Young students’ views on problem solving versus problem posing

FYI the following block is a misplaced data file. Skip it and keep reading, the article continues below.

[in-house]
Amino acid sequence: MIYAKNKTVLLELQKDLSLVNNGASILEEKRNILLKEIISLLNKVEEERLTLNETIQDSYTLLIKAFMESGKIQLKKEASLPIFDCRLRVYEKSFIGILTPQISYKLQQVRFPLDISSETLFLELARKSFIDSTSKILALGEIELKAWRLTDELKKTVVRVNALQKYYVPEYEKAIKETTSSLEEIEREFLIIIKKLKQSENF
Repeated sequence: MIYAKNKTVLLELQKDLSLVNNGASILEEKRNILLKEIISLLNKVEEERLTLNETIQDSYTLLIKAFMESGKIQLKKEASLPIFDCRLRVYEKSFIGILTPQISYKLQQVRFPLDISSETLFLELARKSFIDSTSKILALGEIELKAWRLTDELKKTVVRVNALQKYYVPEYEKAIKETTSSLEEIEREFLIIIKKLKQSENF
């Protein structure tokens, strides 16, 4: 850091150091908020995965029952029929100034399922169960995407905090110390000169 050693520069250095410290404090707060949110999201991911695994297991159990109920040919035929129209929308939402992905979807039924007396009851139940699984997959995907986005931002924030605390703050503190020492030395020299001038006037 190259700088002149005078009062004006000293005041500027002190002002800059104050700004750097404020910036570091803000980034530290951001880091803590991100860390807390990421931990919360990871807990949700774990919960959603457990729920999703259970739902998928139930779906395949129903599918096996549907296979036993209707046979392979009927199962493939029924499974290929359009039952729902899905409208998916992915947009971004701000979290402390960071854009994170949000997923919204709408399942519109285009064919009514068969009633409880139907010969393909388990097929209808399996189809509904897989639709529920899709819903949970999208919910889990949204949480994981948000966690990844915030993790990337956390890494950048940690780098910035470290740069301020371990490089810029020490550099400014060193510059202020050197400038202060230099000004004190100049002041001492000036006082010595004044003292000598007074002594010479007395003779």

For decades, problem solving has been of interest to researchers, and several studies have tried to capture the influence of students’ beliefs, attitudes and emotions towards mathematics and problem solving. However, problem posing as part of problem solving has not been investigated to the same extent. This article focuses on six-year-olds’ views on solving and posing problems. How do the students themselves describe their views on solving and posing problem-solving tasks, and what similarities and differences can be found? An educational design research study was conducted in three classes where the students first solved and then posed problem-solving tasks. Afterwards, the students were interviewed. In these interviews the students expressed positive views towards both solving and posing problem-solving tasks. The students expressed autonomy and challenge as positive when both solving and posing tasks. However, a posed task needed to be solved before being finished. Further, not all students considered problem posing to be a mathematical activity, and a plausible explanation for this is the students’ limited experience of problem posing.
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